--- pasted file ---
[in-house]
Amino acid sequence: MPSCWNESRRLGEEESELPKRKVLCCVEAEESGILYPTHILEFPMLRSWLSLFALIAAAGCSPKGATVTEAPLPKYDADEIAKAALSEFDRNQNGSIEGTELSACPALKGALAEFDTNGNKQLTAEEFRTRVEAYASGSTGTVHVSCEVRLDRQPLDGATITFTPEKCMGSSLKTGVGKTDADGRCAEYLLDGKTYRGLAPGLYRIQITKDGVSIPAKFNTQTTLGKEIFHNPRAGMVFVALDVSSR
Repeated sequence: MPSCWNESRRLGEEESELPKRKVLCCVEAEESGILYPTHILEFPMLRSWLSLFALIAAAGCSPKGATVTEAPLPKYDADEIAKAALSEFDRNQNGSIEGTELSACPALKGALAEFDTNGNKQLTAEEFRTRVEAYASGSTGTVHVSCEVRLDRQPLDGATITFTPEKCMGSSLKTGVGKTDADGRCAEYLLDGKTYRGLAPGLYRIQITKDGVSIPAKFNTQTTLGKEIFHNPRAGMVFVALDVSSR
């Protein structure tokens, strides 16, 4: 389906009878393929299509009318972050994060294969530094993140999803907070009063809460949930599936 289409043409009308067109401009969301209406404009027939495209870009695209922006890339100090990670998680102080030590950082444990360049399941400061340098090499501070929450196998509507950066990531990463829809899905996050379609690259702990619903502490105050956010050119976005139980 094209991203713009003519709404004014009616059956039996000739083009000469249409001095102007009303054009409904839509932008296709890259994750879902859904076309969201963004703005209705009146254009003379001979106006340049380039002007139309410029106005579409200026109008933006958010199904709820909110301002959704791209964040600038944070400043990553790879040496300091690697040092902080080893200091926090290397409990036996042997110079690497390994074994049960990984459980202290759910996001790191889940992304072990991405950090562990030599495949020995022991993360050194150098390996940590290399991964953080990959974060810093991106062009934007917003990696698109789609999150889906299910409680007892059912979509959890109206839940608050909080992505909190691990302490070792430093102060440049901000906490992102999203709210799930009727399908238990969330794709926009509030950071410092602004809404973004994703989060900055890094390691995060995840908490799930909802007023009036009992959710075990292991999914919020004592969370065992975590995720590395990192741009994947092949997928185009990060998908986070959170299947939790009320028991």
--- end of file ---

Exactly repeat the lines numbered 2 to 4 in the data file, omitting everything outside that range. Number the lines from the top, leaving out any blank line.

Amino acid sequence: MPSCWNESRRLGEEESELPKRKVLCCVEAEESGILYPTHILEFPMLRSWLSLFALIAAAGCSPKGATVTEAPLPKYDADEIAKAALSEFDRNQNGSIEGTELSACPALKGALAEFDTNGNKQLTAEEFRTRVEAYASGSTGTVHVSCEVRLDRQPLDGATITFTPEKCMGSSLKTGVGKTDADGRCAEYLLDGKTYRGLAPGLYRIQITKDGVSIPAKFNTQTTLGKEIFHNPRAGMVFVALDVSSR
Repeated sequence: MPSCWNESRRLGEEESELPKRKVLCCVEAEESGILYPTHILEFPMLRSWLSLFALIAAAGCSPKGATVTEAPLPKYDADEIAKAALSEFDRNQNGSIEGTELSACPALKGALAEFDTNGNKQLTAEEFRTRVEAYASGSTGTVHVSCEVRLDRQPLDGATITFTPEKCMGSSLKTGVGKTDADGRCAEYLLDGKTYRGLAPGLYRIQITKDGVSIPAKFNTQTTLGKEIFHNPRAGMVFVALDVSSR
């Protein structure tokens, strides 16, 4: 389906009878393929299509009318972050994060294969530094993140999803907070009063809460949930599936 289409043409009308067109401009969301209406404009027939495209870009695209922006890339100090990670998680102080030590950082444990360049399941400061340098090499501070929450196998509507950066990531990463829809899905996050379609690259702990619903502490105050956010050119976005139980 094209991203713009003519709404004014009616059956039996000739083009000469249409001095102007009303054009409904839509932008296709890259994750879902859904076309969201963004703005209705009146254009003379001979106006340049380039002007139309410029106005579409200026109008933006958010199904709820909110301002959704791209964040600038944070400043990553790879040496300091690697040092902080080893200091926090290397409990036996042997110079690497390994074994049960990984459980202290759910996001790191889940992304072990991405950090562990030599495949020995022991993360050194150098390996940590290399991964953080990959974060810093991106062009934007917003990696698109789609999150889906299910409680007892059912979509959890109206839940608050909080992505909190691990302490070792430093102060440049901000906490992102999203709210799930009727399908238990969330794709926009509030950071410092602004809404973004994703989060900055890094390691995060995840908490799930909802007023009036009992959710075990292991999914919020004592969370065992975590995720590395990192741009994947092949997928185009990060998908986070959170299947939790009320028991």